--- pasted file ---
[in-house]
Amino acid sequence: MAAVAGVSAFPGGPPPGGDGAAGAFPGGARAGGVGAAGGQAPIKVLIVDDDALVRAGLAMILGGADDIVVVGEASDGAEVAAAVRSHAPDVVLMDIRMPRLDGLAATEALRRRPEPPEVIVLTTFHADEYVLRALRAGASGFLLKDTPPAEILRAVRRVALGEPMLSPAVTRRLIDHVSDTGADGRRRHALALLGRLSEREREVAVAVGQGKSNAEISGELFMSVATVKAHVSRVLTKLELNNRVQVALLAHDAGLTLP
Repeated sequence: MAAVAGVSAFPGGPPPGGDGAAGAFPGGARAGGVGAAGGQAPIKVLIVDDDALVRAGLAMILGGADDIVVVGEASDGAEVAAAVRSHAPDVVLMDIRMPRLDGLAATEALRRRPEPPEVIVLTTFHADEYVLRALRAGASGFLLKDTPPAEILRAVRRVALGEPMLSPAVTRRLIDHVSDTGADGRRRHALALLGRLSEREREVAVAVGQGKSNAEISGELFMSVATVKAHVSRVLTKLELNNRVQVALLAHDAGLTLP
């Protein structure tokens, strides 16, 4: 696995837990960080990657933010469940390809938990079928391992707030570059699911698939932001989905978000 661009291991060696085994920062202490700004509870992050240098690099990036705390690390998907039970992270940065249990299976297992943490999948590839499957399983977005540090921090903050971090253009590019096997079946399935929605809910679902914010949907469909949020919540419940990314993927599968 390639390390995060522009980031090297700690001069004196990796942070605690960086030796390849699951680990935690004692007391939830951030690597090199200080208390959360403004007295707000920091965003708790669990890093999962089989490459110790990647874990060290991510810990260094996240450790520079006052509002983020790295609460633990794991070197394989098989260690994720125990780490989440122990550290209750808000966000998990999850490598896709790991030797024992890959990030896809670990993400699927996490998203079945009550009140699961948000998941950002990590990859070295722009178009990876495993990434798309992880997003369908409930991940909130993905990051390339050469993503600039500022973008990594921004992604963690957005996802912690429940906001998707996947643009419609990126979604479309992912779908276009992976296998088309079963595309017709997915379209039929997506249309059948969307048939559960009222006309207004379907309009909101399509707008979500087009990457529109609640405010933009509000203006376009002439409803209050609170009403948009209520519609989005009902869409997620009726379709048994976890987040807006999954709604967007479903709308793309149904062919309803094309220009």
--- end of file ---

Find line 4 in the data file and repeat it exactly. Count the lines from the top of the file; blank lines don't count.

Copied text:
């Protein structure tokens, strides 16, 4: 696995837990960080990657933010469940390809938990079928391992707030570059699911698939932001989905978000 661009291991060696085994920062202490700004509870992050240098690099990036705390690390998907039970992270940065249990299976297992943490999948590839499957399983977005540090921090903050971090253009590019096997079946399935929605809910679902914010949907469909949020919540419940990314993927599968 390639390390995060522009980031090297700690001069004196990796942070605690960086030796390849699951680990935690004692007391939830951030690597090199200080208390959360403004007295707000920091965003708790669990890093999962089989490459110790990647874990060290991510810990260094996240450790520079006052509002983020790295609460633990794991070197394989098989260690994720125990780490989440122990550290209750808000966000998990999850490598896709790991030797024992890959990030896809670990993400699927996490998203079945009550009140699961948000998941950002990590990859070295722009178009990876495993990434798309992880997003369908409930991940909130993905990051390339050469993503600039500022973008990594921004992604963690957005996802912690429940906001998707996947643009419609990126979604479309992912779908276009992976296998088309079963595309017709997915379209039929997506249309059948969307048939559960009222006309207004379907309009909101399509707008979500087009990457529109609640405010933009509000203006376009002439409803209050609170009403948009209520519609989005009902869409997620009726379709048994976890987040807006999954709604967007479903709308793309149904062919309803094309220009």